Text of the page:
• woofersus

    It was indeed close, but I slow-mo’d the slow-mo replay and at the last second the glove comes up and tags him with his fingers still about an inch from the bag. Good thing he didn’t just put the glove in front of the guy and wait.

  • nj0

    I kind of did. I thought about posting something about ACab’s lazy tag, but didn’t want to be “The Negative Guy”.

  • woofersus

    Funny, I also ended that game feeling a little anxious about the return of Myers. I guess we might as well rip the bandaid off now though. He probably has a relatively short leash given his early struggles and the success of guys like Kluber and Bauer. Maybe three poor starts or two horrific ones. Worse would be if he’s mediocre and hangs on even though we’re all wondering if Kluber/Bauer/Carrasco would be an upgrade.

    Also, I couldn’t help but feel bad for Lou Marson. It’s not his fault he’s injured, and he probably is better than his recent stats at throwing and catching, but Gomes has shown clearly superior upside. LIke, everyday starter upside. I do think he’ll still get sent to Columbus when Marson gets healthy so he can play every day and continue his development, but the writing is on the wall. He probably doesn’t end the season with the Indians.

  • nj0

    Lot of Marson hate. He’s an adequate back-up catcher. Decent OBP for a catcher. The whole concept of pitch framing is still too new imo. There’s a lot of factors to account for so I wouldn’t want to throw Marson or Santana under the bus for it just yet. But it something to keep an eye on.

    That said, if Gomes is a better player, then you have to go with him.

  • Steve

    His career OBP is only .309. If that’s your best quality, you are very easy to replace.

    Pitch framing may be new, but with pitch f/x we know exactly what should and shouldn’t be a strike. It’s very easy to tell where advantages are being gained. Even so, I believe it was something like 3 pitches per night that were going the wrong way because of Marson.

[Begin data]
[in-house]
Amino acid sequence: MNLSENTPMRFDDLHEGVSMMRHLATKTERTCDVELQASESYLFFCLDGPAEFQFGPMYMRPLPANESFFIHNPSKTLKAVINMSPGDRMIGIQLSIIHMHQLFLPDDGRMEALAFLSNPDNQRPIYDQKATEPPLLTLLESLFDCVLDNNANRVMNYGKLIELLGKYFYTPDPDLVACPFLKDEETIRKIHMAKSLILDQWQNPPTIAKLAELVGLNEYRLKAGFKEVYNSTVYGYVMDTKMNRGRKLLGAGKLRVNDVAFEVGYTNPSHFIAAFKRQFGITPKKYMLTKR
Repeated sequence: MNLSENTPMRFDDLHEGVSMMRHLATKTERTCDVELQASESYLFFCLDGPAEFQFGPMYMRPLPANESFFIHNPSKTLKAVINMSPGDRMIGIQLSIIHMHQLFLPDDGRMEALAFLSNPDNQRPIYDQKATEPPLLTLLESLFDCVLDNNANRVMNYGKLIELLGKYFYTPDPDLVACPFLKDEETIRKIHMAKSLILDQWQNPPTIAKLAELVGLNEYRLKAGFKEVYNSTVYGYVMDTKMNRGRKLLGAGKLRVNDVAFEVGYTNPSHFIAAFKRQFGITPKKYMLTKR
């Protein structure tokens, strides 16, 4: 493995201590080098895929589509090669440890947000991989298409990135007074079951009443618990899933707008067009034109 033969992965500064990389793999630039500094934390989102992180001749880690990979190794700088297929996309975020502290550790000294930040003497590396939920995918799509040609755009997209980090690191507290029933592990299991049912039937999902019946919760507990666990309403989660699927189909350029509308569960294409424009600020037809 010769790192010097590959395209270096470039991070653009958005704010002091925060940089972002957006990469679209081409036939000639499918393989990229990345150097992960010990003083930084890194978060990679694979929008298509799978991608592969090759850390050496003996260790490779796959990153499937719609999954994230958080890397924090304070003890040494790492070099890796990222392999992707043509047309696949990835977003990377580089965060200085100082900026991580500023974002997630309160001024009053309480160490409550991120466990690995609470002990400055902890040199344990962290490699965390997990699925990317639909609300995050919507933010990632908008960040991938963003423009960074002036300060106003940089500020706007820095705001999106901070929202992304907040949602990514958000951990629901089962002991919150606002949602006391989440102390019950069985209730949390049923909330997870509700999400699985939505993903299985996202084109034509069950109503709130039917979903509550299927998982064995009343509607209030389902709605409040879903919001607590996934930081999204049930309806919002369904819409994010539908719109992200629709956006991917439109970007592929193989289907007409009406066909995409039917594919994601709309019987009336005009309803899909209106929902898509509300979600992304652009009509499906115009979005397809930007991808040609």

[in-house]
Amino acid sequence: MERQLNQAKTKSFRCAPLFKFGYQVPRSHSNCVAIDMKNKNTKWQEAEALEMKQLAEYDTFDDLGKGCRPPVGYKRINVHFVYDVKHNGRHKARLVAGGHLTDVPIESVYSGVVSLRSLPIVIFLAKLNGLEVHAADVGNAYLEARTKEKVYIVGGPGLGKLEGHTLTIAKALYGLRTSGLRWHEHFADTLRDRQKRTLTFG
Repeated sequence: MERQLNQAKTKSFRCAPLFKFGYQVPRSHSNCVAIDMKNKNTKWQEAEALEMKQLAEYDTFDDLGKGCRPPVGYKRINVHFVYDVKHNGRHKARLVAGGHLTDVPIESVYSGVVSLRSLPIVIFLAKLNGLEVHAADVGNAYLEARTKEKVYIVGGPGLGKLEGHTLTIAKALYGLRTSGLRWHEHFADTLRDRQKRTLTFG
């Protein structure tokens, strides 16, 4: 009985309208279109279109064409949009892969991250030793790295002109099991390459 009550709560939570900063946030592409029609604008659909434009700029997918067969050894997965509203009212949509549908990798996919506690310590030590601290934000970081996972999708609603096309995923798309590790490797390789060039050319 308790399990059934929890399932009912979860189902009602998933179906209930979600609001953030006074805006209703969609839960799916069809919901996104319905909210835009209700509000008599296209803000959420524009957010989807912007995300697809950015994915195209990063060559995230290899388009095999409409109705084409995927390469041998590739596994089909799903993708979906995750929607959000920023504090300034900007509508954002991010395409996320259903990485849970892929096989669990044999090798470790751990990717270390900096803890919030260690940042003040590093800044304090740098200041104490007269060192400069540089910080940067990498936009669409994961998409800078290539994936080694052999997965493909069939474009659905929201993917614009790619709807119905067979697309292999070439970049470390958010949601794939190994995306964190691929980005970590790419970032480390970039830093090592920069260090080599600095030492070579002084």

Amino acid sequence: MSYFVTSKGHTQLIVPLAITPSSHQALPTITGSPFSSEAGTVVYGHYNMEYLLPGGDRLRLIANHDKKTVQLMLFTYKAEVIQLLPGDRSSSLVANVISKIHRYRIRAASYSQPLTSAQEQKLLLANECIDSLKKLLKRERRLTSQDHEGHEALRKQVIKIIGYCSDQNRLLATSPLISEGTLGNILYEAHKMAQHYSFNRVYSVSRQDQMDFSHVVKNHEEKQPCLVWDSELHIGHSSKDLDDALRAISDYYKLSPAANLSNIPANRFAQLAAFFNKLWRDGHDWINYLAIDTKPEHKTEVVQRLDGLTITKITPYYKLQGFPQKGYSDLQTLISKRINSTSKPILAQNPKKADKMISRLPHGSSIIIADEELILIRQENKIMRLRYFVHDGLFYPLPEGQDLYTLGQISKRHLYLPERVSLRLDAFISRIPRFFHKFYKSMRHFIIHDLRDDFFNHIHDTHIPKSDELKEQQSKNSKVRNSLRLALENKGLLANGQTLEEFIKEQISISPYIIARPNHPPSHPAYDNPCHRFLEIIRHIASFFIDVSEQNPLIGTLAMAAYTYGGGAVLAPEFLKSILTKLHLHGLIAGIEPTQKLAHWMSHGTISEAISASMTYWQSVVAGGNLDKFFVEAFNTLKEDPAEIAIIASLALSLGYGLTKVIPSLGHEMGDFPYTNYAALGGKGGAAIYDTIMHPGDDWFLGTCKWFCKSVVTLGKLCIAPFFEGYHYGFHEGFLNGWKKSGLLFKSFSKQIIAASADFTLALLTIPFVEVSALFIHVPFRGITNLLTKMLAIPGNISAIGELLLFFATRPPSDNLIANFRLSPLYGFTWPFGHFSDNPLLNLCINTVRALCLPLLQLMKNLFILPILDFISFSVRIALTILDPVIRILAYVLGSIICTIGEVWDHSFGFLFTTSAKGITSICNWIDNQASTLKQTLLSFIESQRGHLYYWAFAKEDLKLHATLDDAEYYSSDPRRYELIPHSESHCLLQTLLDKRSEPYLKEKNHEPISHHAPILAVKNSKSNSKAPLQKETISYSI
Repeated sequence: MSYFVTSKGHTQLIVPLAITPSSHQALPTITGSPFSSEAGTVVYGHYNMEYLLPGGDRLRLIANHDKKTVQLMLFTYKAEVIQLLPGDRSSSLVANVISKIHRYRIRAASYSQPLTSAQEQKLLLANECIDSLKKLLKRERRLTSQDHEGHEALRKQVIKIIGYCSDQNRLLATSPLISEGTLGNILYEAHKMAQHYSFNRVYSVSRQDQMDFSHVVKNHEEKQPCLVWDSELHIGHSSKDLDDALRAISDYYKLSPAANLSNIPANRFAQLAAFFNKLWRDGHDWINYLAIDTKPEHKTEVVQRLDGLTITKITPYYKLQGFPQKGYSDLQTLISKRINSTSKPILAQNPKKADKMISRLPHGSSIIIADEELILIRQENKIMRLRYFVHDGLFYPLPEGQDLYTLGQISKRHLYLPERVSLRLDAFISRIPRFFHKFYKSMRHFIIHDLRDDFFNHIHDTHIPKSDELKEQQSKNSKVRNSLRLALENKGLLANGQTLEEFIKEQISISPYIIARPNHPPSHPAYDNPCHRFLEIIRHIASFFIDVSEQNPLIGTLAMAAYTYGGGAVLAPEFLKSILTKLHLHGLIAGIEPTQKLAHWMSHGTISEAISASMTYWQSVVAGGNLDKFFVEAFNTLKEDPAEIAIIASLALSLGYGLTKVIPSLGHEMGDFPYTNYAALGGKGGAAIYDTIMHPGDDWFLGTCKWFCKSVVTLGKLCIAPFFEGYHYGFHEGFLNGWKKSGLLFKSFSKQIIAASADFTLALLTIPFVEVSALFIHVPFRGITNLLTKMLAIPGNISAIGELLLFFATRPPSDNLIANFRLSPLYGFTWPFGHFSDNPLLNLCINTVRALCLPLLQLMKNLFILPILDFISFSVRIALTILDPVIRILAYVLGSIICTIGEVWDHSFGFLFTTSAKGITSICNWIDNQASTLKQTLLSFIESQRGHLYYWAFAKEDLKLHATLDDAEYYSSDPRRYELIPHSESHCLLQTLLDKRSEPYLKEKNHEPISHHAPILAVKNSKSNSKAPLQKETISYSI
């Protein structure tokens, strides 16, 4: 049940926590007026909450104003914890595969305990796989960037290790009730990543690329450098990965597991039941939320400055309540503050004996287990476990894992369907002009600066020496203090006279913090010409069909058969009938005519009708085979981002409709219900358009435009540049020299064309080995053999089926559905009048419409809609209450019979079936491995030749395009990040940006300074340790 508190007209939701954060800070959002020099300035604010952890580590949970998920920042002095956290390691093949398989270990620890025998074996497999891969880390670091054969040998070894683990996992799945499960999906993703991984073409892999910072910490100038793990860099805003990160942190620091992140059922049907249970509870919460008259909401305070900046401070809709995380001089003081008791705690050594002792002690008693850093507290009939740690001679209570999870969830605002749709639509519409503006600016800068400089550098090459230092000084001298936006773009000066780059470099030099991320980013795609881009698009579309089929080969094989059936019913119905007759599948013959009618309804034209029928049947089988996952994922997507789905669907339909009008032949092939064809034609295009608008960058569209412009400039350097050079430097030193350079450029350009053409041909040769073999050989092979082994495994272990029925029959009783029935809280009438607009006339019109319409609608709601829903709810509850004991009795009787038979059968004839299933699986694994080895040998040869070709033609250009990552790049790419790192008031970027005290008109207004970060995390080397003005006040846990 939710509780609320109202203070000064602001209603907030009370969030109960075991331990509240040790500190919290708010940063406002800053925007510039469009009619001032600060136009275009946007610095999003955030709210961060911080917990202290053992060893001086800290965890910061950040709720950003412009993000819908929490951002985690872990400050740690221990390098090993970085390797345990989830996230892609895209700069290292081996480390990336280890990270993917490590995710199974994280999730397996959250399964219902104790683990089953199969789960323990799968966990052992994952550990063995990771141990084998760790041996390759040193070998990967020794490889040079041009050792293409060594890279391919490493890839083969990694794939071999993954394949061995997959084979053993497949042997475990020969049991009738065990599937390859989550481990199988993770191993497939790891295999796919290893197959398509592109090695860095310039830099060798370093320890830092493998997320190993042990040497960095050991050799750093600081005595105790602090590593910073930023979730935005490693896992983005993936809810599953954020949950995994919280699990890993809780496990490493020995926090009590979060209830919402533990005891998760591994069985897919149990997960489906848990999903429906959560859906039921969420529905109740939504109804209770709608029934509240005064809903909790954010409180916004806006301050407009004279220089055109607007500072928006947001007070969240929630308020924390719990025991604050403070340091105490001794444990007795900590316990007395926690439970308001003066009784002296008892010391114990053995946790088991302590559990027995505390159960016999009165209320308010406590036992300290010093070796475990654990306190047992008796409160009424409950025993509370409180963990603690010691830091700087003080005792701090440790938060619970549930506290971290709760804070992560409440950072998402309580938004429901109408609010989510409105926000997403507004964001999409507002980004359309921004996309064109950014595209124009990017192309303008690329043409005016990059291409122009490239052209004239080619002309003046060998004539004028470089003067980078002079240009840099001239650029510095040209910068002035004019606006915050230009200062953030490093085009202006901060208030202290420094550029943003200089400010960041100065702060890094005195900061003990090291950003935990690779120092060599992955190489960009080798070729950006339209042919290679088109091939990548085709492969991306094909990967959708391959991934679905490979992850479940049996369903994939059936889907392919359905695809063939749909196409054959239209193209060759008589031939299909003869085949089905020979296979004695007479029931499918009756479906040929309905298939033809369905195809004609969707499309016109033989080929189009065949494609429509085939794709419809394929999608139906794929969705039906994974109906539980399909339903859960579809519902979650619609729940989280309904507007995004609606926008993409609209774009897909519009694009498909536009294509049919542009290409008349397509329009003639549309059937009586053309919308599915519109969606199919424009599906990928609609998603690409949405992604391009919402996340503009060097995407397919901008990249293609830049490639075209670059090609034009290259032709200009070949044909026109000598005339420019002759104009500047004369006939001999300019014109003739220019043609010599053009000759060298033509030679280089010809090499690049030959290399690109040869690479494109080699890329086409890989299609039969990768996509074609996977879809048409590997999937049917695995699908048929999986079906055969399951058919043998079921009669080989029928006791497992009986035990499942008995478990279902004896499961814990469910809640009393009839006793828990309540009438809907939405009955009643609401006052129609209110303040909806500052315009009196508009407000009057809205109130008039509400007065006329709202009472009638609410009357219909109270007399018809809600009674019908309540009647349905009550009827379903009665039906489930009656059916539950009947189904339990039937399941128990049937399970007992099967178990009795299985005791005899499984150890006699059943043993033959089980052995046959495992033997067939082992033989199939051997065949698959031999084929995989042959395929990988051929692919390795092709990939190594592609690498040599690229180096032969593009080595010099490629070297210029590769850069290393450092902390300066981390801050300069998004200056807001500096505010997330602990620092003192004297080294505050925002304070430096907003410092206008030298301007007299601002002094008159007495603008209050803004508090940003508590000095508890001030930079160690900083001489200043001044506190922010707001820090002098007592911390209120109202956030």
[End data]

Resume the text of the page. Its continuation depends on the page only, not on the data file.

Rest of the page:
• TSR3000


  • mgbode

    Not hate at all. Always appreciate a guy doing his best and filling in a need, which Lou has done.

    I agree that framing data is still too new (for what we see – I’d be disappointed if it’s new to teams). The problem Marson has is “explainable value.” He used to throw out a ton of runners, now he doesn’t have that even.

    That said, I hope Gomes proves to be the better player because we don’t know how good he can be (whereas we do know with Lou).

  • mgbode

    the issue with the framing data that fangraphs and such do is that there is alot of qualification that needs to be done. external factors to level out are “specific umpire strike zones” and “pitcher specific issues” (like delivery, etc.) and it’s not an easy thing to separate.

  • nj0

    There are too many variables for me to take pitch framing too seriously. Different umps with different strike zones and different pitchers with different stuff… Who is to say those aren’t bigger factors? I’m skeptical to say the least. Great concept that will probably be valuable one day though I think more works needs to be done.

    .348 OBP last year. The guy is reaching his prime. Looking at career rates isn’t helpful imo.

    And finally – he’s a back-up catcher! If you can find somebody better, great. But he’s not terrible for the role he plays.

  • nj0

    Yeah. Is it something Santana/Marson are doing or is it something about Masterson/Jimenez/et al’s deliveries?

    That said, a.) pitching framing is an awesome concept and b.) it does worry me that our club (for whatever the reason) seems to be terrible at it.

  • mgbode

    yes, agreed on all counts.

  • mgbode

    Bauer challenges hitters too. He challenges them to not swing at all those crazy off-speed pitches but pay attention enough for when he actually throws one over the plate.

    (and it’s actually sort of enjoyable to watch him do it as it’s so out of the norm from most any other pitcher out there)

  • Garry_Owen

    Thanks for starting us down this sabermetrics road, Harv. My eyeballs are bleeding and I only made it down to mgbode’s third comment. There’s a statistic for “pitch framing.” And analysis to back it up.

  • mgbode

    they are only bleeding because I called you out for loving Marson’s bat :)

  • Garry_Owen

    I stopped before I even got to that! I didn’t even see it. It must have been the blood.